Sunday, 1 February 2009

Fantastic Night & other stories by Stefan Zweig – the jury is in

Stefan Zweig is incredibly popular on the Continent, and thanks to Pushkin Press many of his works are now available in the English-speaking world. I read a positive review of Zweig’s The Post Office girl (published by Sort Of Books) on the Times yesterday, and was glad to see that it has reached number seven on the Small Independent Publishers’ chart. But I was shocked beyond words when I read the publisher’s strapline “Cinderella meets Bonnie and Clyde in Zweig’s posthumous classic” and an endorsement by Neil Tennant of the Pet Shop Boys. There seems to be no more decency in the publishing world.

Anyway, Pushkin Press has published around a dozen Zweig volumes so far, including his masterpiece, Beware of Pity – which Tibor Fischer recently described as “one of the best books I have ever read” – as well as various novellas and collections of short stories, most of them newly translated by acclaimed translator Anthea Bell. Having read no Zweig before, I thought I’d begin with Fantastic Night & other stories, and here’s my verdict:

Did I like the book?
Overall, yes. But Zweig’s style is not entirely to my taste, and I liked some stories better than others.

What did I like most?
The short story ‘The Invisible Collection’.

What didn’t work for me?
Particularly in the title story – but also in some of the others – there’s a tendency to verbosity and too much reported speech and action. The dialogue is unconvincing. There’s about a hundred million similes, and inevitably many of them are clichéd.

Would I publish it?
I wouldn’t dream of competing with Pushkin Press. They are doing an excellent job, and I couldn’t beat their lovely package.

What if it came as an unsolicited manuscript?
I would probably be tempted to publish the book, but only with some editing.

Did it sustain my interest throughout?
My interest ebbed and flowed depending on the story. The one I struggled most with was the title story. The action is slow and there’s lot of repetitiousness.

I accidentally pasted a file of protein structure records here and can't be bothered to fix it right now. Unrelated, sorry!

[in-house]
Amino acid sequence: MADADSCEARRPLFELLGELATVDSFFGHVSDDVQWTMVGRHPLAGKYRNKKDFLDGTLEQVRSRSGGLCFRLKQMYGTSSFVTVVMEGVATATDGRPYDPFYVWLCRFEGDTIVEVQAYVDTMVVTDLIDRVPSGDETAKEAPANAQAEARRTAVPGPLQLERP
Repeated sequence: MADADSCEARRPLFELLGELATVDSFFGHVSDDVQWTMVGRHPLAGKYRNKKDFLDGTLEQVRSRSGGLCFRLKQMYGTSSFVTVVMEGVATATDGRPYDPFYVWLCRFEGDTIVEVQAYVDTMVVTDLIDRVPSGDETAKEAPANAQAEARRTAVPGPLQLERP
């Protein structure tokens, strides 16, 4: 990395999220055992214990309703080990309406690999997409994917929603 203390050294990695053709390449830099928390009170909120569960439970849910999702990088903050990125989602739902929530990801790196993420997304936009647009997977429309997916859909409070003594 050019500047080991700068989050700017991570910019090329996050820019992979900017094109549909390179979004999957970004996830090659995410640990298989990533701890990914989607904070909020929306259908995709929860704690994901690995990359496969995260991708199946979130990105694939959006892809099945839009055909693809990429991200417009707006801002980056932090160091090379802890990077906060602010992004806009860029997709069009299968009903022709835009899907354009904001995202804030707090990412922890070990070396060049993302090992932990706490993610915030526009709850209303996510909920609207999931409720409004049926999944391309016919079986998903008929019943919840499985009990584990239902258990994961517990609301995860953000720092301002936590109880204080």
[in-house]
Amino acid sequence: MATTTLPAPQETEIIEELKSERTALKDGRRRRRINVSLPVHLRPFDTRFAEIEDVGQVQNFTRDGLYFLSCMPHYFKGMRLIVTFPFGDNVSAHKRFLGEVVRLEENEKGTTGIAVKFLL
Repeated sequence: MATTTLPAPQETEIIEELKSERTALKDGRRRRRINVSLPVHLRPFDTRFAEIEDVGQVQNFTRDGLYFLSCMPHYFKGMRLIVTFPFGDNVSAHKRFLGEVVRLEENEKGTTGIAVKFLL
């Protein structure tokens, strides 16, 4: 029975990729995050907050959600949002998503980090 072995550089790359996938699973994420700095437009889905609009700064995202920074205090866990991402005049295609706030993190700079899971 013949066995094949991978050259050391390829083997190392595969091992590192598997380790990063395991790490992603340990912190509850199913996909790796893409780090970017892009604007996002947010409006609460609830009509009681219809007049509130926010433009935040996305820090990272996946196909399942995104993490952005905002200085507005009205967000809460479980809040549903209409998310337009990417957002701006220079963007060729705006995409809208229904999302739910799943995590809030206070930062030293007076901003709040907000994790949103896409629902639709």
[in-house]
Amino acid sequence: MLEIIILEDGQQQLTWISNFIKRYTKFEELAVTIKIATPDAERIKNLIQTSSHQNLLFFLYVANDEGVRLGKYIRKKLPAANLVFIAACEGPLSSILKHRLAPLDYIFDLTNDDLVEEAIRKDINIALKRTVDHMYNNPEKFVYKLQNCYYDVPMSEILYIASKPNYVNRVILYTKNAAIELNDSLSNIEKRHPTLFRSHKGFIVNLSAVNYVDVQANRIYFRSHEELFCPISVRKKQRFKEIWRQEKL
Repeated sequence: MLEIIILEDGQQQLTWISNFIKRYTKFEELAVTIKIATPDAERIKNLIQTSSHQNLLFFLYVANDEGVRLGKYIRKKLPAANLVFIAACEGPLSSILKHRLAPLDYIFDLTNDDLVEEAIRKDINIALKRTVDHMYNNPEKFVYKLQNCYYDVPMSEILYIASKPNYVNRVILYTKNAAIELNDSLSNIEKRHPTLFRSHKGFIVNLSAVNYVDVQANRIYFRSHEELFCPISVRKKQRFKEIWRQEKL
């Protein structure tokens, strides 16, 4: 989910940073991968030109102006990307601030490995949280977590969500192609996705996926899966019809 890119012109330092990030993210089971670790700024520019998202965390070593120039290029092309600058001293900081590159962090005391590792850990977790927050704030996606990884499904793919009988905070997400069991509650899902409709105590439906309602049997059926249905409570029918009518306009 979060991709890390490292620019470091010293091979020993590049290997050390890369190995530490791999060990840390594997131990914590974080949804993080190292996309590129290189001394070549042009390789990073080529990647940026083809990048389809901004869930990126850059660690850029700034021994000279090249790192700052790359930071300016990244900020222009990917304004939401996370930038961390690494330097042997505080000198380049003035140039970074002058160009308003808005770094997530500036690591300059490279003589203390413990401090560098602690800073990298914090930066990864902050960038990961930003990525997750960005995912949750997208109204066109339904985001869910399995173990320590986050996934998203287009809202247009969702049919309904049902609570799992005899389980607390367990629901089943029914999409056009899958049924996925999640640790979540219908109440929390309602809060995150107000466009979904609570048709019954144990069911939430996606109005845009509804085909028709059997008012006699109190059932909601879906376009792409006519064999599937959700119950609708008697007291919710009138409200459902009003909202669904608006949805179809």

The best bit in the book?
The last page of The Invisible Collection.

The best scene in the book?
In that story, when the collector is showing his “invisible” Dürers.

Comments on the package, editing, typesetting?
The package is lovely (although this is one of Pushkin’s “mass-market” editions, not one of the small volumes printed on Conqueror paper and with flaps). The paper in this edition is about twice as thick as any Penguin Classics book – the typesetting is lovely. It was a joy to read. I found a couple of obvious typos and a few other things that I would either check against the original or query with the translator.

My final verdict?
A good book overall. It left me wanting to read more Zweig, which is a good sign. But not exactly my cup of tea. My next read will be a book by either Flan O'Brien or John Updike.



  1. This blogger hasn't read the book, so won't realise that it is in fact a re-telling of the Cinderella story - set in Austria in the inter-war years.

    And what exactly is indecent about a quote from Neil Tennant, who reviewed the book on his blog as follows:
    “Just finished reading this beautiful, fast-moving, tragic novel. Written in the will haunt me for a long while”?

    I'm the publisher and genuinely bemused why anyone could take offence at any of this.

    Mark Ellingham, Sort Of Books

  2. I for one broadly agree with the blogger's sentiments about straplines which cheapen or dumb down classic works. And I think the "A meets B" formula is trite, facile and irritating. If the Zweig story is indeed a retelling of the Cinderella story, it would be nice to see this fact formulated in a more original and eloquent manner. And I also personally don't see much value being added by a Neil Tennant endorsement, but if it works for you...


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